When an item is special to you, you couldn’t imagine life without it.
This could be a book, a pet or, in the case of 12-year-old Adara Ledet, a tricycle.
Adara has a condition called pachygyria, making her struggle with several disabilities.
Her custom tricycle was designed specifically for her, with a seatbelt, custom license plate and three wheels with a string so it can’t tip.
When the family realized the tricycle was stolen, they reported it. After police investigations, a good citizen came forward and returned the bike after finding it.
Here it is! The special tricycle that was stolen from a 12-year-old special needs child now in the hands of Slidell PD and will soon be returned the family. pic.twitter.com/XKJkIDQxD3
— Paul Dudley (@Pauldudleynews) July 17, 2018
ABC10 News reported a similar incident of a bicycle getting stolen.
Austyn Daniels, a Taco Bell employee on Sunrise Boulevard in Citrus Heights, California, had his bike stolen one day while he was working.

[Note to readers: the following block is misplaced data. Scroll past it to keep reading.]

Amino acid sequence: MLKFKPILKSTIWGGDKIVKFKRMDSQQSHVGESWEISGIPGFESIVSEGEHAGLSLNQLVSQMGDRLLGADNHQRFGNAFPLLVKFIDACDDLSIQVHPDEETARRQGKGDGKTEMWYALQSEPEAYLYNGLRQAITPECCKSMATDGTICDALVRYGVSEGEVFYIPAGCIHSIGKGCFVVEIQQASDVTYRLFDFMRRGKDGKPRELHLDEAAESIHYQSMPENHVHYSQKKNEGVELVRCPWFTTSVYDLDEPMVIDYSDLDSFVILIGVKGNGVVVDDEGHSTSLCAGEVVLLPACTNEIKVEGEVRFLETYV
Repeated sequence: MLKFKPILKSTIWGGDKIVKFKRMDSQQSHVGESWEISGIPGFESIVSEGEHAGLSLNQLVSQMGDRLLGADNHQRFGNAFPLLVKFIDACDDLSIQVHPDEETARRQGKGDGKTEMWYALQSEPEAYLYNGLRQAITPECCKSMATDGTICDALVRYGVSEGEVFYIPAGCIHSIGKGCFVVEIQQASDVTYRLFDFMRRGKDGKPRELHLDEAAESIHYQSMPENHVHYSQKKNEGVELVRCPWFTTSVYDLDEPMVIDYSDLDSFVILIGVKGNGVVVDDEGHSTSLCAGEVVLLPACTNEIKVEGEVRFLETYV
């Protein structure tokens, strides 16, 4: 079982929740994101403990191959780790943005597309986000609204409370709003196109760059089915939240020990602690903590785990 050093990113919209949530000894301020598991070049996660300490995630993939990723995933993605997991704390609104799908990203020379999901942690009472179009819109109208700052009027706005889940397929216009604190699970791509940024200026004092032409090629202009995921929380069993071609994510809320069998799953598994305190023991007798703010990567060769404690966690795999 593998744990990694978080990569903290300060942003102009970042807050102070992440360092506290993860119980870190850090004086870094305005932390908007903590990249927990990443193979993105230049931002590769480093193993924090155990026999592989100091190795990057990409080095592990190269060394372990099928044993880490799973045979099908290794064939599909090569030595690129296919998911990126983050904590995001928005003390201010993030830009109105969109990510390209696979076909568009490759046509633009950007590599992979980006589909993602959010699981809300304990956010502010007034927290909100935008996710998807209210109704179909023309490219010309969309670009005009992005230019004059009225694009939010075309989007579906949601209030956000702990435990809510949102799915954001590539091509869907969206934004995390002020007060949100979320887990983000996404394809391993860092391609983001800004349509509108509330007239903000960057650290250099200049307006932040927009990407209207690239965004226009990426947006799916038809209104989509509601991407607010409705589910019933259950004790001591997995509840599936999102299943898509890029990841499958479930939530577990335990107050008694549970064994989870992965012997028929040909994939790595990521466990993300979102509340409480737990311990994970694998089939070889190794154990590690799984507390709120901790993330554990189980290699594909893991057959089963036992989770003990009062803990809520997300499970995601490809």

This bike was Daniels’ only means of transportation to and from work, so his co-workers knew how important it was to him.
A co-worker wrote a post in a Facebook group called “Citrus Heights Crime Watch” with details of the stolen bike in hopes that someone might have seen it.
A man name Russell Proffitt saw the post and wanted to do something to help the boy out.
“I work really hard, and I have a lot of respect for people who do the same. I don’t know why, but I’m gonna get this guy a bike,” Proffitt said.
Proffitt himself is an amputee runs a company called Amputee for Hire. Some of the jobs Profitt does include sod removal and installation, mulch and gravel installation, junk removal and sprinkler repair and installation, according to the Amputee for Hire Facebook page.
When Proffitt delivered the bike, Daniels was genuinely surprised.
“(Proffitt) got here and I saw it and I was like, ‘That’s a brand new bike!'” Daniels said.
“I don’t know how to feel. I was saying ‘Thank you.'”
Proffitt picked up another job to help pay for the brand new bike, and he said he hopes Daniels can “pay it forward.”
“He’s really young and he’s just starting out,” Proffitt said. “Maybe it’ll change his life in some way.”
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